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  • Writer's pictureEmmy Rozanski

Navigating Life after Music School: Finding your Priorities with Sarah Christianson

Sarah Christianson and I met while playing with the Skokie Valley Symphony. We performed some great pieces with that orchestra and I got to hear Sarah's outstanding timpani skills close up! It has been really fun to learn more about Sarah's musical background, her current projects, and her philosophies on music and life. In this interview Sarah discusses the importance of learning your priorities and how this has helped her to be successful.

ER: Tell us about your musical background and what you currently do. SC: I studied at DePaul University for both my undergraduate and graduate degrees, both in percussion performance. Prior to college, I basically had no orchestra experience, but while I was there, I developed a real passion for orchestral playing, specifically for playing timpani. In addition to studying, my student employment positions at DePaul were very impactful for me. Throughout my six years in school, I worked in the music admissions office, as manager for the ensemble set-up crews, and as head graduate assistant in the percussion studio. I also started getting active in Chicago’s regional orchestra scene.

After graduating with my masters degree in 2019, I started applying for jobs in arts administration. I ended up accepting a part-time position at Roosevelt University’s Chicago College of Performing Arts, which has allowed me to continue pursuing my performance career. Shortly after that I accepted a teaching position at The People’s Music School (TPMS). During the short period of time from Fall of 2019 to March 2020, my time was split between those two jobs and a good amount of freelancing on the side.

These days, I’m fortunate to still have my two part-time jobs and am able to participate in recording projects every couple of months or so. In addition to teaching percussion at TPMS, I’ve also taken on a few general music classes there and have accepted some additional teaching work outside the school. Oddly enough, during the first few days of COVID-19 lockdown, I joined a chamber group called The Achelois Collective that focuses on social justice through the arts.

ER: What did you do during music school that helped prepare you for life after school? SC: One of the most important decisions I made in school was to prioritize my time in terms of the amount of people it impacted. So I tended to prioritize ensemble playing over personal practice, while still making sure I presented myself well in lessons. I also put a lot more time and effort into my jobs than most other student workers because I knew how many people were impacted by my work, whether it was the conductors and ensemble members relying on me to lead the set up crew or the percussion studio needing to operate smoothly. Ultimately I sacrificed some time in the practice room and also time in the gym or at parties in order to meet these priorities, but those decisions lead me to where I am today. I’ve seen a lot of people leave music school unable to find work that pays the bills, and sadly I’ve witnessed many of my friends and colleagues struggle to make ends meet during the pandemic. I’ve been fortunate that my decisions to prioritize others set me up really well for entering the real world after music school. I’ve led an active freelancing career and have had no shortage of teaching and arts admin opportunities, both before and during the pandemic.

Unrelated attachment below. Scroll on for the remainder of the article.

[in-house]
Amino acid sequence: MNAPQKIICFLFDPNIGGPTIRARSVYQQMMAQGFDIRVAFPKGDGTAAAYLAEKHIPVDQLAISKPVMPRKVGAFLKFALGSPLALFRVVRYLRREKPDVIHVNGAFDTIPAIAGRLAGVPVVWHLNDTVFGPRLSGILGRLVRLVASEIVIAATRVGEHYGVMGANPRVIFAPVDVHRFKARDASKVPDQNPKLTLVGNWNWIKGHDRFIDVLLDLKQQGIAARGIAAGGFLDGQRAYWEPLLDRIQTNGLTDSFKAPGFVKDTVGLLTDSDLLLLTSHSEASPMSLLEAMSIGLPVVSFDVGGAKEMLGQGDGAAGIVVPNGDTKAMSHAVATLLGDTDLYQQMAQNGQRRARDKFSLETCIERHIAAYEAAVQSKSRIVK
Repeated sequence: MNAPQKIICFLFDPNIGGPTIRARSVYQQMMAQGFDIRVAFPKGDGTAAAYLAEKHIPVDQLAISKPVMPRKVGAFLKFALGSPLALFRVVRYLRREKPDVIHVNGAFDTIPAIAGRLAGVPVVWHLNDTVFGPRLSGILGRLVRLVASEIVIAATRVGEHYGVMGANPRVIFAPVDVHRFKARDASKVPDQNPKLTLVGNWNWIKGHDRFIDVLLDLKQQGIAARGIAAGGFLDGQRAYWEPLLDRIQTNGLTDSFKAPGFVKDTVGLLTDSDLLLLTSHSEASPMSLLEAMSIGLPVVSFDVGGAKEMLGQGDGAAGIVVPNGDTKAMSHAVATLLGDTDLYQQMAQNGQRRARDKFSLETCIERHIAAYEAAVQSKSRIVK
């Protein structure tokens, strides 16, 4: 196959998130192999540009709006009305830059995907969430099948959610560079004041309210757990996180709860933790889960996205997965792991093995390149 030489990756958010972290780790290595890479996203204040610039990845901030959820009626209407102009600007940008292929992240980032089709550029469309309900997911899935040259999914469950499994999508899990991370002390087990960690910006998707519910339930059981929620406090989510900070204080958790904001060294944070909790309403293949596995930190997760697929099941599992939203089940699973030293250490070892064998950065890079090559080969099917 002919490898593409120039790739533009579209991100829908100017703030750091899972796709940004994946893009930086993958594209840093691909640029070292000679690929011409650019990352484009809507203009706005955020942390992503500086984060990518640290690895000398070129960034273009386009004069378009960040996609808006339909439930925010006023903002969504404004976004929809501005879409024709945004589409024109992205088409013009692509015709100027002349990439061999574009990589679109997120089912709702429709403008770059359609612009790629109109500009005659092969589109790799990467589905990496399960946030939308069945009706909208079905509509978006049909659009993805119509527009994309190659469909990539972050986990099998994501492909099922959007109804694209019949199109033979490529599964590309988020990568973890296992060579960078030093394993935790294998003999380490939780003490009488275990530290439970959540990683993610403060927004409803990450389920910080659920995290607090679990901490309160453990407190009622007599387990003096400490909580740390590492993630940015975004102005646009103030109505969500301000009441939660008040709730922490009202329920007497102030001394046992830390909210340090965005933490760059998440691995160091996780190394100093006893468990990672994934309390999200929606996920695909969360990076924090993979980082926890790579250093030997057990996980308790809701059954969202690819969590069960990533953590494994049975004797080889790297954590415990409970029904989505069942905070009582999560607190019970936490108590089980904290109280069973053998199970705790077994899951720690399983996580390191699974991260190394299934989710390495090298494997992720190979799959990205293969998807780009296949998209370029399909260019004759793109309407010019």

ER: What was your biggest challenge after graduating from music school? SC: Dealing with uncertainty. Even though I feel secured in my jobs right now, my future in 5–10 years still seems uncertain. And that’s a big change from being in school when I had a clear plan for 6 years. Once I was nearing the end of my time in school, I thought I had figured out what my life after school would look like. But all those plans ended up falling through, and I was left with just trying to make things work. Ultimately I did, and while I’m happy with what I’m doing now, I don’t anticipate my career will look the same in 5 years, and I honestly don’t know what to expect next. But I’m learning that that’s ok!

ER: Have you ever had a big disappointment relating to music? What did you do to get back up? SC: As I mentioned in my previous answer, I thought I had things figured out as I was leaving school, and it turned out I didn’t. I had three big auditions lined up during the last few months of grad school, and I figured that if I landed one, I would be set. I prepared well for all these auditions, and both my teachers and my colleagues thought I would be successful with one. In the end, I made finals for one audition, runner up in another, and didn’t even advance in the other. It was a pretty discouraging way to end my grad school career, especially because so many people expressed their confidence in me. After those losses, I decided to switch gears and apply for arts administration positions. There was one I thought I was guaranteed to get––I knew all the people that worked there and got along great with them, and the person who had formerly had that position wanted me to take over. But similar to some of my previous auditions, I made the final round and didn’t get the job. Having four big losses in a row was really challenging, and to be honest, it still hurts a little. What I did was put my head down and started working, or at least, started looking for work. I took the same energy and dedication I had for playing my instrument and channeled it into applying for jobs. After a few months of this, I was actually offered two different arts administrative jobs and made finals for another, and I decided that working at Roosevelt lined up best with my desire to continue playing. What I learned and continue to learn is that I’m most successful when I make the most of the work right in front of me rather than hope and strive for the next big thing. That doesn't mean I don't have dreams, but instead of only focusing on what I want to happen, I mostly concentrate on making the most of every opportunity I have now, trusting that good will come from it in the end.